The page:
Books on the Bus: The Dud Avocado

I decided to start a little book review series. At the end of the day, I am an avid reader who works in the book industry and writes a blog, it was just a matter of time before I decided to write about books. So here it goes, my first Books on the Bus, Reading Suggestions for your Commute, episode 1!

The Dud Avocado, by Elaine Dundy, was an impulsive purchase prompted by an unusually long commute; I was coming back home from Fulham, my bag sadly bookless; I stumbled upon the little gem of a bookshop that is Nomad Books on Fulham Road and thanked the gods for giving me an excuse to buy yet another book. Was there a better title to start this series? I think not.

Despite the odd title, The Dud Avocado is, quite simply, a novel about a young woman growing up. It follows the adventures of Sally Jay Gorce, an American living in Paris in the Fifties.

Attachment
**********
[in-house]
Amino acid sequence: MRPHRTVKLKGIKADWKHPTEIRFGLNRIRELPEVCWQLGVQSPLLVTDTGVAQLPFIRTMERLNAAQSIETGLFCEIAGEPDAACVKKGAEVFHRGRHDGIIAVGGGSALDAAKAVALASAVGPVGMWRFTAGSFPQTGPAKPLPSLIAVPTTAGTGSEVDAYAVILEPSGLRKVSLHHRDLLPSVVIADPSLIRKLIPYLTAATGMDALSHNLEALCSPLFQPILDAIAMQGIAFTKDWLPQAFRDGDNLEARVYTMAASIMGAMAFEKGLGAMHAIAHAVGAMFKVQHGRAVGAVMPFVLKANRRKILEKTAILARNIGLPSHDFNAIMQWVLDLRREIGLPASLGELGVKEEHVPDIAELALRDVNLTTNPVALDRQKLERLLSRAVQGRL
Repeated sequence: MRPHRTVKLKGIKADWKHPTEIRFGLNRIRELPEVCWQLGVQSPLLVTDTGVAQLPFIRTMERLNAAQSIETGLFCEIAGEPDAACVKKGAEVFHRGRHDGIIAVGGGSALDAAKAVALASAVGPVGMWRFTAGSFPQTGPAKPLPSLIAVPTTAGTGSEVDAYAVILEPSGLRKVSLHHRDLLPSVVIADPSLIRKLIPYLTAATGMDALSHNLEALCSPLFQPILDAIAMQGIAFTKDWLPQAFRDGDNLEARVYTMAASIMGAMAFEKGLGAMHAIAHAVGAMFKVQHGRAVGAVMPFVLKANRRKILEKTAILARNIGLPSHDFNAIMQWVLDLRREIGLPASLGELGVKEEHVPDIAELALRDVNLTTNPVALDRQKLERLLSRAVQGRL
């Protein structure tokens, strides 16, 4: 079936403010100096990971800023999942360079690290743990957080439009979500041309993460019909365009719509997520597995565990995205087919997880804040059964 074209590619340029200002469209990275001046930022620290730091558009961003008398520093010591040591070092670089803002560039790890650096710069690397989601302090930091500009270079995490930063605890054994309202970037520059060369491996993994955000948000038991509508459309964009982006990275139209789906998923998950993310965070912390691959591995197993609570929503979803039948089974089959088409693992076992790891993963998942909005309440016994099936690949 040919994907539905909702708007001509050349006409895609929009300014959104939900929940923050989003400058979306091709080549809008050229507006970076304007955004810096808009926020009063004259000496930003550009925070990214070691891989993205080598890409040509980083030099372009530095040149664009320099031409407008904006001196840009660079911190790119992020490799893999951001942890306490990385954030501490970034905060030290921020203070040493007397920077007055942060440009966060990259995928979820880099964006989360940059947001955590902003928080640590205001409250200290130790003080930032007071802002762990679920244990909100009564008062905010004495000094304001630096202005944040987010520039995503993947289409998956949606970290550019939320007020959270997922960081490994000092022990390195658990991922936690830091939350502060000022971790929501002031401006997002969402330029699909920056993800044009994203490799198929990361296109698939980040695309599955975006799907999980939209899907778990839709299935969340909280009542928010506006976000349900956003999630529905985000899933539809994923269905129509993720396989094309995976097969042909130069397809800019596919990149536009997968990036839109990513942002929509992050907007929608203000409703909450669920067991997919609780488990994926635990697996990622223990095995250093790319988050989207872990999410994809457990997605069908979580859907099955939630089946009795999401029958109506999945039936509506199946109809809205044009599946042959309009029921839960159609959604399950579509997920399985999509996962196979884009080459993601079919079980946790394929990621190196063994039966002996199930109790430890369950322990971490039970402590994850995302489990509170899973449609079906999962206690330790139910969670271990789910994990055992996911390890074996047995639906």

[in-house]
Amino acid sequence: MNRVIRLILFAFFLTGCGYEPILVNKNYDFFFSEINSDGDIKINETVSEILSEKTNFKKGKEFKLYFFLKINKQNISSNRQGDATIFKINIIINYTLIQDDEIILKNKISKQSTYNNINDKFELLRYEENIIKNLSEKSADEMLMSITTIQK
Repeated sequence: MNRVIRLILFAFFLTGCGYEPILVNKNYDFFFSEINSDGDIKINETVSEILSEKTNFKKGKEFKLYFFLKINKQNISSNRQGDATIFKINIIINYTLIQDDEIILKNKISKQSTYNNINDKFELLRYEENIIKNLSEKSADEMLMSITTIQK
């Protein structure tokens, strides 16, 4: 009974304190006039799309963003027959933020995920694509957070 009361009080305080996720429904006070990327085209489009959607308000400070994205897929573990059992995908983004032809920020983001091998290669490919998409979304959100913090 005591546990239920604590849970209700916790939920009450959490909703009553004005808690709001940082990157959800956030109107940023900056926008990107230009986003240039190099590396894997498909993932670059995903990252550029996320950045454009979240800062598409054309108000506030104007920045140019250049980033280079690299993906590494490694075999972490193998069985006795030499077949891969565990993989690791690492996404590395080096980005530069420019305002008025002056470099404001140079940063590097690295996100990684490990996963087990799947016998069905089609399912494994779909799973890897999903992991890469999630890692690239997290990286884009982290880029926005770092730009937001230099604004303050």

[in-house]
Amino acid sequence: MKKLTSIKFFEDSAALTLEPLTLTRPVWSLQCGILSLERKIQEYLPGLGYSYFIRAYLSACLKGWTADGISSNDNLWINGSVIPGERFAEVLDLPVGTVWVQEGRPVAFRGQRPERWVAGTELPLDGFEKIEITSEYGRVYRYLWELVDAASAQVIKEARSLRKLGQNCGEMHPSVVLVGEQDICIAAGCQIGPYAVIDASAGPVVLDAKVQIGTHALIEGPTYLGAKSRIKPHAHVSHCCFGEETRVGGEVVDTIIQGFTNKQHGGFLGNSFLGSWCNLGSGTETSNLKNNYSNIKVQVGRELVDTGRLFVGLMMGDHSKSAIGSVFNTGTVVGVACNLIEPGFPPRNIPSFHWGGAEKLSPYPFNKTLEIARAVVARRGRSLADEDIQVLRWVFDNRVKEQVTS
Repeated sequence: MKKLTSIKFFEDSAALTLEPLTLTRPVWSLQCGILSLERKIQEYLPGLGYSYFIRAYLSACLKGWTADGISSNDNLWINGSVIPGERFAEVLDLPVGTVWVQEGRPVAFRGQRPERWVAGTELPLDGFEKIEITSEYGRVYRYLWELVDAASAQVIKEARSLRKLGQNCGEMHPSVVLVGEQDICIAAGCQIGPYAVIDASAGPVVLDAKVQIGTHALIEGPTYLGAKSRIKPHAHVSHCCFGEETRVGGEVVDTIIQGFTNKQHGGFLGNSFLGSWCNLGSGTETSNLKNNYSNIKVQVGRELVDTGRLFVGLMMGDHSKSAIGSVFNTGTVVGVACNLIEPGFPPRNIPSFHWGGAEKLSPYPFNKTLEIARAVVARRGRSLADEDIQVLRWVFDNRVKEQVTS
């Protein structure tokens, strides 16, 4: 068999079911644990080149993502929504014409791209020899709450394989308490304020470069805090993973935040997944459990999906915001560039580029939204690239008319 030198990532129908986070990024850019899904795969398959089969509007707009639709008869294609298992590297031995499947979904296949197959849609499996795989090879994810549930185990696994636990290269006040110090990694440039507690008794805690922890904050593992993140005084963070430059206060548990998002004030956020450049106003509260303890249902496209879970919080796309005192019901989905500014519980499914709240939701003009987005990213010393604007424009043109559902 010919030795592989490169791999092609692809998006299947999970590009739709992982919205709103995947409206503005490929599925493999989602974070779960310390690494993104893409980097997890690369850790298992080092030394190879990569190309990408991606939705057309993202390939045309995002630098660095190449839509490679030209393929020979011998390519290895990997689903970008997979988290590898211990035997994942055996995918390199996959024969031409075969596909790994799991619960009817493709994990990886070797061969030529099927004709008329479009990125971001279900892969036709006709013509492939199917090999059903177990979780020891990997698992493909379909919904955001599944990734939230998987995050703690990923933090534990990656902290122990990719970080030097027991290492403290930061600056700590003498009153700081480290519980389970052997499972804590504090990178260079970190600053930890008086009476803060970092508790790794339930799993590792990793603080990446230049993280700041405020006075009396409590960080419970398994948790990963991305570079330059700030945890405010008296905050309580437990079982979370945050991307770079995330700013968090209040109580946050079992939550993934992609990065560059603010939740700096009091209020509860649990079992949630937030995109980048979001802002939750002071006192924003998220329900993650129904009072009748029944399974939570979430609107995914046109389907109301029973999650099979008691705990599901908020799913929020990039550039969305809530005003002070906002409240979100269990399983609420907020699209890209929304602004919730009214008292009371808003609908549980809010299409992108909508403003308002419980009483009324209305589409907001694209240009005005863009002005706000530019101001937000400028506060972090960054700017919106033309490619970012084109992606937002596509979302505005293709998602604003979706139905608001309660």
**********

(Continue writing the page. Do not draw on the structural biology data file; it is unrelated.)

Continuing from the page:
“Oh, to be young and in love in Paris!”

The lady in the bookshop

Sally Jay, who is also the engaging voice narrating the story, had me immediately hooked. The first time we meet her, she’s wearing an evening dress on a weekday morning. All her clothes are still at the laundry, she hasn’t had a chance to pick it up yet because they close from noon to three, which is really the only time she’s up and around!

She describes herself as ‘hellbent for living’: she wants love, fame, success, art, sex. Her adventures unravel before our very eyes: she draws the reader in with her witty remarks, her impulsive decisions and her fresh naivety. She is good at heart, hungry for life and new experiences, slightly disaster prone, a bit like a contemporary ‘adorkable girl’, except free of the most saccharine details; she is the star of the book.